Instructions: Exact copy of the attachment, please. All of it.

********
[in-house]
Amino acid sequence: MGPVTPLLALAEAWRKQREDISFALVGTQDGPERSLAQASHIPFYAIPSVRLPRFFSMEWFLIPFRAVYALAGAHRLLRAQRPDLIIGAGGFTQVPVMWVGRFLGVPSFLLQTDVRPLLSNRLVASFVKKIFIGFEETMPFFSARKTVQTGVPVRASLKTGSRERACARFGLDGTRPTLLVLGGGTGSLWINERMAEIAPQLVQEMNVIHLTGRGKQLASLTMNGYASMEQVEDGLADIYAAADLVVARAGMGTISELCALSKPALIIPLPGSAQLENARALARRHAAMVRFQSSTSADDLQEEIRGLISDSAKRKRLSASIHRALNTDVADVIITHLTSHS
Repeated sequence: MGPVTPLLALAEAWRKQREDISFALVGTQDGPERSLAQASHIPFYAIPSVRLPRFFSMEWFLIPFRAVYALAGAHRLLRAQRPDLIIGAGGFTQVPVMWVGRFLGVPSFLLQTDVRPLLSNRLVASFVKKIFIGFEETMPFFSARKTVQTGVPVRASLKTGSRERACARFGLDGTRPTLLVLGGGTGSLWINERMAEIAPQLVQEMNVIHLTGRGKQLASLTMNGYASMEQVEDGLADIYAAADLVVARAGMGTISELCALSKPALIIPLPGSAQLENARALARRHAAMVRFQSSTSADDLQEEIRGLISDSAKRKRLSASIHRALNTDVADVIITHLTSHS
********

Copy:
[in-house]
Amino acid sequence: MGPVTPLLALAEAWRKQREDISFALVGTQDGPERSLAQASHIPFYAIPSVRLPRFFSMEWFLIPFRAVYALAGAHRLLRAQRPDLIIGAGGFTQVPVMWVGRFLGVPSFLLQTDVRPLLSNRLVASFVKKIFIGFEETMPFFSARKTVQTGVPVRASLKTGSRERACARFGLDGTRPTLLVLGGGTGSLWINERMAEIAPQLVQEMNVIHLTGRGKQLASLTMNGYASMEQVEDGLADIYAAADLVVARAGMGTISELCALSKPALIIPLPGSAQLENARALARRHAAMVRFQSSTSADDLQEEIRGLISDSAKRKRLSASIHRALNTDVADVIITHLTSHS
Repeated sequence: MGPVTPLLALAEAWRKQREDISFALVGTQDGPERSLAQASHIPFYAIPSVRLPRFFSMEWFLIPFRAVYALAGAHRLLRAQRPDLIIGAGGFTQVPVMWVGRFLGVPSFLLQTDVRPLLSNRLVASFVKKIFIGFEETMPFFSARKTVQTGVPVRASLKTGSRERACARFGLDGTRPTLLVLGGGTGSLWINERMAEIAPQLVQEMNVIHLTGRGKQLASLTMNGYASMEQVEDGLADIYAAADLVVARAGMGTISELCALSKPALIIPLPGSAQLENARALARRHAAMVRFQSSTSADDLQEEIRGLISDSAKRKRLSASIHRALNTDVADVIITHLTSHS